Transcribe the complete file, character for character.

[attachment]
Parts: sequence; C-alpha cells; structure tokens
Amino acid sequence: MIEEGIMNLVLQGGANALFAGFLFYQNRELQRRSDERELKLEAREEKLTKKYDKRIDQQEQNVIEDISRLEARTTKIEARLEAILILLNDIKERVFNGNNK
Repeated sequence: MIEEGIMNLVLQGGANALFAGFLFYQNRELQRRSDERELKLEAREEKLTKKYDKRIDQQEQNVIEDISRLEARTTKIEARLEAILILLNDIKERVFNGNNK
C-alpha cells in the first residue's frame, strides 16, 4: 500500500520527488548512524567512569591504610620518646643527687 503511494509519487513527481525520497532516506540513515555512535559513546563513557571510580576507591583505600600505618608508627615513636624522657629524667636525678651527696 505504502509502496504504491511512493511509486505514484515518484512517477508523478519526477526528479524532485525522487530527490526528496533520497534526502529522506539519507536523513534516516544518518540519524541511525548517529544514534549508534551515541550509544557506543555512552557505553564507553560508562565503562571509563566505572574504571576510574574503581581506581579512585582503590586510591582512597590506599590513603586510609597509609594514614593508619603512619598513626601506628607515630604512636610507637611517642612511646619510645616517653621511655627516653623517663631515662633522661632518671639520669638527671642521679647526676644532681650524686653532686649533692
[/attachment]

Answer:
Parts: sequence; C-alpha cells; structure tokens
Amino acid sequence: MIEEGIMNLVLQGGANALFAGFLFYQNRELQRRSDERELKLEAREEKLTKKYDKRIDQQEQNVIEDISRLEARTTKIEARLEAILILLNDIKERVFNGNNK
Repeated sequence: MIEEGIMNLVLQGGANALFAGFLFYQNRELQRRSDERELKLEAREEKLTKKYDKRIDQQEQNVIEDISRLEARTTKIEARLEAILILLNDIKERVFNGNNK
C-alpha cells in the first residue's frame, strides 16, 4: 500500500520527488548512524567512569591504610620518646643527687 503511494509519487513527481525520497532516506540513515555512535559513546563513557571510580576507591583505600600505618608508627615513636624522657629524667636525678651527696 505504502509502496504504491511512493511509486505514484515518484512517477508523478519526477526528479524532485525522487530527490526528496533520497534526502529522506539519507536523513534516516544518518540519524541511525548517529544514534549508534551515541550509544557506543555512552557505553564507553560508562565503562571509563566505572574504571576510574574503581581506581579512585582503590586510591582512597590506599590513603586510609597509609594514614593508619603512619598513626601506628607515630604512636610507637611517642612511646619510645616517653621511655627516653623517663631515662633522661632518671639520669638527671642521679647526676644532681650524686653532686649533692